My latest gardening obsession is making over the landscape in front of my housing co-op offices, where the top priority is to do something about the overgrown junipers. Planted too close to the sidewalk and doors, they’d been sheared back, which caused much unsightly needle-browning.
The problem wasn’t just that they were encroaching onto sidewalks, either. Their looming presence over the doors made the female staffers feel less than safe as they exited, especially at night. Something had to be done, and right away.
So the team of staff and volunteers working on this decided to have the junipers closest to the sidewalk removed, and it was super-gratifying to watch those bad boys being yanked out of the ground by a Bobcat excavator.
Unfortunately, this exposed even more dieback and browning in the adjacent junipers (above). So ugly.
But man, I live for pruning projects like this! Oh, the mountain of dead juniper branches I gleefully (obsessively) compiled, ignoring the dozen or so cuts on my arms, blood and all. Who notices these things when they’re absorbed in the job? (And with industrial-grade loppers, too!)
These next two photos show the junipers after I’d removed all the dead parts. Kinda sculptural, right? And I’ve been telling everyone that when spring comes, these bare trunks will “green up” and look new.
Except apparently they won’t. I went back to Google to double-check on that bit, homing in on a source I trust – Bert Cregg, an actual “Garden Professor,” in Fine Gardening Magazine. The relevant text and photos from his article “How to Prune Conifers”:
I’ll be writing to the good Professor Cregg about the “few exceptions,” in hopes that our junipers quality.
A bit more research yields more bad news, though, this time from SFGate’s Home Guide on the subject:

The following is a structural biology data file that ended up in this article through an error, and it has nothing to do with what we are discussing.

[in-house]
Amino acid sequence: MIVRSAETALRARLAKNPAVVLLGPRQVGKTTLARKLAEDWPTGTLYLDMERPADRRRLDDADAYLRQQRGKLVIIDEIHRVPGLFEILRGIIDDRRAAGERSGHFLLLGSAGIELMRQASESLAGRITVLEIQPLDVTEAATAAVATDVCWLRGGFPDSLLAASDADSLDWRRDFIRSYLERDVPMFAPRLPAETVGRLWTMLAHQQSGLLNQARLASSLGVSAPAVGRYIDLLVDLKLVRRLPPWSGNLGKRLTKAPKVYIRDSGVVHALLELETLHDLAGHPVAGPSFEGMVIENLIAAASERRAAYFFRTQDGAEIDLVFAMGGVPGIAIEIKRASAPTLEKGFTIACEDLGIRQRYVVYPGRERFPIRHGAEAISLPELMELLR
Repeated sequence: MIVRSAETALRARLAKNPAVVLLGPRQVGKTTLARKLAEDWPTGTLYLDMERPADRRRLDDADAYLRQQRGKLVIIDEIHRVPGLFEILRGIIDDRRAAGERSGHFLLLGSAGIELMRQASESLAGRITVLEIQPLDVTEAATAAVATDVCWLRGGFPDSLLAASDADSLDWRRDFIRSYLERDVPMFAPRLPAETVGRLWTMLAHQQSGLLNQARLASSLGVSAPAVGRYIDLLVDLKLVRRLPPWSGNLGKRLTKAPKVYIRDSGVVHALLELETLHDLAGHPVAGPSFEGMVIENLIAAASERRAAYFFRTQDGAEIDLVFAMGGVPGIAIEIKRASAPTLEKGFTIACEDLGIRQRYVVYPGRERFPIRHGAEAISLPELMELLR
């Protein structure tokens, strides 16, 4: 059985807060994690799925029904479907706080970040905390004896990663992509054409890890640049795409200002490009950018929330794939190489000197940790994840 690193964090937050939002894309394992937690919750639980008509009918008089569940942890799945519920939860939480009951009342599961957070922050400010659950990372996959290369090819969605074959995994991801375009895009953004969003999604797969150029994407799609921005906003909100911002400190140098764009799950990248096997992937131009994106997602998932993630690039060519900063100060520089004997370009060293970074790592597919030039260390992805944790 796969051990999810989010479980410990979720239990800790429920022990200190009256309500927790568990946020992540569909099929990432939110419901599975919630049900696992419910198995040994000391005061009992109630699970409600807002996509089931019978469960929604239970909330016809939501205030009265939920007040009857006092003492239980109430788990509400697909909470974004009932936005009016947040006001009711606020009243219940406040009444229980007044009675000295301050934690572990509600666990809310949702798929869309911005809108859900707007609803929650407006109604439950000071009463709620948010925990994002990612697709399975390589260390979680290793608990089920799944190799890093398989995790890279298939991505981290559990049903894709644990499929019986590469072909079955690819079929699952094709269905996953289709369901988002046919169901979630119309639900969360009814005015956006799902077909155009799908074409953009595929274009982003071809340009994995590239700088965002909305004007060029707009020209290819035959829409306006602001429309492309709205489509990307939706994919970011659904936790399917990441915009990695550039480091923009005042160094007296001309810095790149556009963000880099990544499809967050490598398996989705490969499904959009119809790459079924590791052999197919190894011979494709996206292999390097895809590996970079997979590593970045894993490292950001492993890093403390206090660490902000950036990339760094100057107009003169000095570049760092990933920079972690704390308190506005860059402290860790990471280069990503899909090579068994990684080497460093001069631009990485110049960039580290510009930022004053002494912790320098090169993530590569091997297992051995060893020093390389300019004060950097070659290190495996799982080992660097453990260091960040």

When trimming junipers, not cutting down to bare stems is crucial: always leave some green foliage, because bare wood will not grow foliage.
Cut down overgrown junipers if pruning will result in mostly bare wood. It is easier to replace such junipers with new, smaller shrubs than to try to rejuvenate old, nearly bare wood shrubs.
Crap! Our only hope may be to cover those bare trunks with the fast-growing flowering shrubs we’re planting in front of them – Ninebarks and Spireas – and going all in on turning those junipers into sculptures.
SF Gate’s guide went on to criticize the shearing of junipers, but with an even curiouser qualifier:
Shearing is not recommended for junipers, although it is often practiced for pyramidal junipers when a formal look is desired. Shearing causes dense outer growth, which shades the interior of the shrub and makes it more susceptible to needle browning and branch dieback caused by drying winds.
That bit in italics makes me wonder why shearing of pyramidal junipers wouldn’t also result in the dreaded needle browning and branch dieback. But if true, it explains how this landscape contractor somewhere in the Balkans can do this with impunity: